Mortgage securities gained against U.S. Treasury notes as rising yields helped cool some concerns spurred by a drop early last week in the benchmark rate for mortgage loans.
The 10-year Treasury yield regained 2 basis points, to 6.14% last week, stirring optimism among some investors that rates could rise enough to moderate the rush of home loan refinancings anticipated in coming months.
That rise in yields "gave a temporary respite for mortgage investors because it lessened prepayment fears," said Paul Van Kampen, who helps manage $1.4 billion of bonds at NCM Capital Management Group, Durham, N.C. "This makes people feel better today, but I think prepayment fears are still going to increase in the next five months."
The benchmark Government National Mortgage Association current coupon 7% pass-throughs for delivery in August gained 1/32, to 99 24/32, for a yield of 7.10%. The yield premium, or spread, they pay over comparable 10-year Treasuries narrowed 3 basis points, to 95.
The outlook that lower rates could force mortgage bonds into early redemption has prompted many investors to swap into lower-coupon mortgage securities, whose underlying loans are less vulnerable to refinancings.
The 10-year yield probably won't end the year higher than 5.75%, so "you're going to see a lot of refinancings," Mr. Van Kampen said. "It's going to be a busy year for the mortgage bankers."
A report suggests that more homeowners are refinancing. Mortgage lenders got 5% more refinancing applications last week than in the week earlier, according to BHK Corp., Greenwich, Conn.
The increase in refinancing activity came though the average 30-year mortgage lending rate was unchanged last week, at 7.47%, according to Freddie Mac.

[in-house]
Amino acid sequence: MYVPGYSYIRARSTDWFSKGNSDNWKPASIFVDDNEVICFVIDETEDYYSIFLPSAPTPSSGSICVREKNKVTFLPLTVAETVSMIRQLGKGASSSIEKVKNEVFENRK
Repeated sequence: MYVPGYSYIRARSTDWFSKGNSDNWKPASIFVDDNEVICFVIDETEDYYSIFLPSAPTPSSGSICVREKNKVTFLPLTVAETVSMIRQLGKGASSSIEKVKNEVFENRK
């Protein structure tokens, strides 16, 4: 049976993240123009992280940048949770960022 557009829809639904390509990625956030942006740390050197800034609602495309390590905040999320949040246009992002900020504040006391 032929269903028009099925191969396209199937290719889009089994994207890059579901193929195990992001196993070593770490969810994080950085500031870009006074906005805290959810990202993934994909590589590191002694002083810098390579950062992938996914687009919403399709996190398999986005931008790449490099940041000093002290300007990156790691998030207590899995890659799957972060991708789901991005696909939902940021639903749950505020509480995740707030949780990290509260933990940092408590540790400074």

Paul Van Kampen of NCM Capital Management Group, Durham, N.C., said the bulk of his mortgage portfolio is invested in 15-year and 30-year 6% and 6.5% pass-throughs, whose loans are fixed at such low rates that it probably would not be worthwhile for the homeowners to bother refinancing.
He said his portfolio exposure to mortgages also is fairly limited, with stakes of less than 25% in most accounts. "Mortgage buyers ought to just continue in the discounts," he said. "Corporate bonds and Treasuries are going to outperform mortgages in general."
To be sure, if rates keep dropping even the lower-coupon pass-throughs that Mr. Van Kampen is holding could get hurt by refinancings, he said. "Let's face it, if rates drop further, the discounts aren't going to be discounts anymore."
That's sapped the mortgage appetites of many investors, like New York Life Asset Management. "If you haven't bought mortgage already, I think you should wait," said Kenneth Boertzel, who manages $6 billion of mortgages there.
Some banks like Norwest Corp., with $18 billion of mortgage bonds under management, have halted their mortgage buying altogether in recent months, according to portfolio manager Bill Chepolis.
Still, rates can't keep falling forever, and some mortgage investors are starting to see a light at the end of the tunnel.
"The turnaround in mortgages will be sooner rather than later," said Bob Wasilewski, who manages more than $1 billion of bonds at ASB Capital Management in Washington.
Mr. Wasilewski recently bought $20 million of Ginnie Mae 7.5% issues, taking advantage of the relatively wide yield premiums they pay over Treasury notes.